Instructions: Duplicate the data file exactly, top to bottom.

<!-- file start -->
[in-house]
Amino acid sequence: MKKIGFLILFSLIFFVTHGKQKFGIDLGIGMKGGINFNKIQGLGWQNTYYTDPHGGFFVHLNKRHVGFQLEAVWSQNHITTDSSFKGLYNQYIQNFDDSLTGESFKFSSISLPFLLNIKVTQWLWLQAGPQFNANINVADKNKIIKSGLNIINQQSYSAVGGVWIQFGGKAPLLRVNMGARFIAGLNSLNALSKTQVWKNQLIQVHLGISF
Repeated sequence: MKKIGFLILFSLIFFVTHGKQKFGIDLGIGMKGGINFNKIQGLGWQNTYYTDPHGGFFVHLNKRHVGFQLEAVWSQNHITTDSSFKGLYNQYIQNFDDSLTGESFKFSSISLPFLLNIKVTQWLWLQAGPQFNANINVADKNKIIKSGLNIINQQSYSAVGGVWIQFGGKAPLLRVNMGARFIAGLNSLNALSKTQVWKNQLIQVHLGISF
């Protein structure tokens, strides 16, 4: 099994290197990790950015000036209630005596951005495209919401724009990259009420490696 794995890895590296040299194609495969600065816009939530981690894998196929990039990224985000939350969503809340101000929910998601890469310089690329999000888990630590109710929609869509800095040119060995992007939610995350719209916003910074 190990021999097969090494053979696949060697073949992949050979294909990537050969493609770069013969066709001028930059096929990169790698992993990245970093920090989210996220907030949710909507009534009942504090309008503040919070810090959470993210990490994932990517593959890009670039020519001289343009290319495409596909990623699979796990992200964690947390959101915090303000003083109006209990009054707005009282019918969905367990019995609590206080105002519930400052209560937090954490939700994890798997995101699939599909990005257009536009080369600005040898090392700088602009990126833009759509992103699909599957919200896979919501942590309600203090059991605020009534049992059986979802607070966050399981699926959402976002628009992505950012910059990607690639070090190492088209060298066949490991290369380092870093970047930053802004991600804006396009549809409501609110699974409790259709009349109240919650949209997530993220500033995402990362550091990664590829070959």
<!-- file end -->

[in-house]
Amino acid sequence: MKKIGFLILFSLIFFVTHGKQKFGIDLGIGMKGGINFNKIQGLGWQNTYYTDPHGGFFVHLNKRHVGFQLEAVWSQNHITTDSSFKGLYNQYIQNFDDSLTGESFKFSSISLPFLLNIKVTQWLWLQAGPQFNANINVADKNKIIKSGLNIINQQSYSAVGGVWIQFGGKAPLLRVNMGARFIAGLNSLNALSKTQVWKNQLIQVHLGISF
Repeated sequence: MKKIGFLILFSLIFFVTHGKQKFGIDLGIGMKGGINFNKIQGLGWQNTYYTDPHGGFFVHLNKRHVGFQLEAVWSQNHITTDSSFKGLYNQYIQNFDDSLTGESFKFSSISLPFLLNIKVTQWLWLQAGPQFNANINVADKNKIIKSGLNIINQQSYSAVGGVWIQFGGKAPLLRVNMGARFIAGLNSLNALSKTQVWKNQLIQVHLGISF
């Protein structure tokens, strides 16, 4: 099994290197990790950015000036209630005596951005495209919401724009990259009420490696 794995890895590296040299194609495969600065816009939530981690894998196929990039990224985000939350969503809340101000929910998601890469310089690329999000888990630590109710929609869509800095040119060995992007939610995350719209916003910074 190990021999097969090494053979696949060697073949992949050979294909990537050969493609770069013969066709001028930059096929990169790698992993990245970093920090989210996220907030949710909507009534009942504090309008503040919070810090959470993210990490994932990517593959890009670039020519001289343009290319495409596909990623699979796990992200964690947390959101915090303000003083109006209990009054707005009282019918969905367990019995609590206080105002519930400052209560937090954490939700994890798997995101699939599909990005257009536009080369600005040898090392700088602009990126833009759509992103699909599957919200896979919501942590309600203090059991605020009534049992059986979802607070966050399981699926959402976002628009992505950012910059990607690639070090190492088209060298066949490991290369380092870093970047930053802004991600804006396009549809409501609110699974409790259709009349109240919650949209997530993220500033995402990362550091990664590829070959």